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Julius Caesar


The Author
Act1 Scene 1
Act 1 Scene 2
Act 1 Scene 3
Act 2 Scene 1
Act 2 Scene 2
Act 2 Scene 3
Act 2 Scene 4
Act 3 Scene 1
Act 3 Scene 2
Act 3 Scene 3
Act 4 Scene 1
Act 4 Scene 2
Act 4 Scene 3
Act 5 Scene 1
Act 5 Scene 2
Act 5 Scene 3
Act 5 Scene 4
Act 5 Scene 5



ACT I - Scene.ii


Caesar has now entered Rome in triumph and Caesar and his wife, Calphurnia, are about to watch the traditional foot race in which Mark Antony will run. There is a superstition that if a runner touches a childless woman, she will regain her fertility, and so Mark Antony touches Calphurnia. 

In a shrill voice a soothsayer calls out to Caesar, “Beware the Ides of March”.  However, Caesar does not heed this warning.

All leave except Brutus and Cassius. Cassius is concerned that Caesar is becoming the Dictator of Rome. Cassius is organizing a conspiracy against Caesar and needs the influential Brutus on his side. His task is to persuade Brutus to join the conspirators and he uses the ploy that as he is from a noble family, he is a guardian of its welfare. Their conversation is interrupted by shouting and the sound of trumpets, and the two fear that Caesar has been elected King.

Brutus: “For some new honors that are heaped on Caesar”

Cassius: “Why, man, he doth bestride the narrow world

Like a Colossus, and we petty men

Walk under his huge legs and peep about

To find ourselves dishonorable graves.”

Caesar re-enters and he looks suspiciously at Cassius and he says,

“Let me have men about me that are fat,

Sleek-headed men and such as sleep a-nights.

Yond Cassius has a lean and hungry look,

He thinks too much: such men are dangerous.”

Antony: “Fear him not, Caesar, he’s not dangerous,

He is a noble Roman and well given.”

Caesar leaves and Casca tells Brutus and Cassius that Mark Antony offered the crown to Caesar three times, but that Caesar rejected this.  Caesar then had an epileptic seizure.

Although Brutus has leanings towards the conspirators, he has not yet fully committed to them, but Cassius reveals in his soliloquy how he plans to win Brutus over.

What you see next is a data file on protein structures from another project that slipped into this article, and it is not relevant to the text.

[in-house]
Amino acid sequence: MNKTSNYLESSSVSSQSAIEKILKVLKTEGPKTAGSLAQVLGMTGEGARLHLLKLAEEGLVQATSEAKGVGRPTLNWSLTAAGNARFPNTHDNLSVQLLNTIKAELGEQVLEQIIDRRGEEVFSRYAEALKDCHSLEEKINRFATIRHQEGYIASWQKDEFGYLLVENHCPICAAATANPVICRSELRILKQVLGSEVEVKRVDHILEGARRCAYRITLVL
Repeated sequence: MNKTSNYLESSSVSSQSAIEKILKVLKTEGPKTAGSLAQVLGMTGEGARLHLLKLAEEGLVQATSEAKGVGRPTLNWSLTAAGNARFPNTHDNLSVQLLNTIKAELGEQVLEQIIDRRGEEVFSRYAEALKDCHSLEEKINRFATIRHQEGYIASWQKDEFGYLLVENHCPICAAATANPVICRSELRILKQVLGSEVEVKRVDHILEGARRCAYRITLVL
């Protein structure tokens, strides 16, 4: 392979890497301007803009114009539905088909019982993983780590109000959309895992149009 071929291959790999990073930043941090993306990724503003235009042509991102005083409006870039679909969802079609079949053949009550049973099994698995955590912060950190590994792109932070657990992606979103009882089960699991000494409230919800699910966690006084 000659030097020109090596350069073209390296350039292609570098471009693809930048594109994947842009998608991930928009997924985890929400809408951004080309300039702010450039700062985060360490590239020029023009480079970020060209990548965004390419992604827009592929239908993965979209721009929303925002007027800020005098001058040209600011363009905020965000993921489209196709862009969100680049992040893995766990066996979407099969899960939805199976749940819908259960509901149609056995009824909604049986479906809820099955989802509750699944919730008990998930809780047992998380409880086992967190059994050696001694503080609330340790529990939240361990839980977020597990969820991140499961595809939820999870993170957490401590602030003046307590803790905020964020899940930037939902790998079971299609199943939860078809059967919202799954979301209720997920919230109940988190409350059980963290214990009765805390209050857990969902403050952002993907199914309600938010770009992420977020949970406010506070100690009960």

We obtain the first insight that Caesar is not leadership material.  He has already received one warning from the soothsayer, which he disregarded out of hand, and although he suspects Cassius, he is easily dissuaded from this by Antony, who has his own motives.

From history, we know that Caesar was a great hero and military tactician, but Shakespeare portrays him here as being politically inept and weak. He feels that if he has the support of the people, then the Senate would not dare move against him.

It is curious that Caesar calls on Antony to touch his wife Calphurnia, with the hope that she will produce an heir to carry on his dynasty.  Mark Antony is known for his athletic prowess and his womanizing, and the suggestion here is that Caesar is impotent.  This is a revolutionary idea that Shakespeare is putting forward, for in Elizabethan times, it was widely accepted that the woman was at fault when a couple failed to produce children.  Clearly this view would obtain approval from Elizabeth I.

The scene between Caesar and the soothsayer is also interesting. It indicates that Caesar is deaf in one ear for he asks the soothsayer to repeat his prophecy and after looking him in the eye to see if he is honest, he dismisses the warning, calling the soothsayer a dreamer.

Unlike the man in the streets of Rome, the reader obtains a close view of this flawed man who would be King.

As with most of Shakespeare’s work, there is a supernatural thread running through the entire play. This again emphasizes the superstition of the Elizabethan people, and Shakespeare feeds this interest.

Cassius is the main conspirator, although it will be Brutus that will lead them later in the play.  It is Cassius who has brought together the group of murderers, which will include Brutus because he believes it is a just cause. Cassius has an ability to persuade people, as he is quick-witted.  When he hears the trumpets and cheering, he suggests that the people have made Caesar their King, and then he tells Brutus about when he saved Caesar from drowning, leaving these facts for Brutus to ponder. 

When Caesar returns to the stage, he becomes suspicious of Cassius (see quotation above), but is soon dissuaded from this view by Mark Antony. Again this shows his indecisiveness. There is also reference to the fact that Caesar suffered from epilepsy. 

All these indicators emphasized by Cassius are part of his plan to sway Brutus onto his side.  The next scene will see the conclusion of this process.

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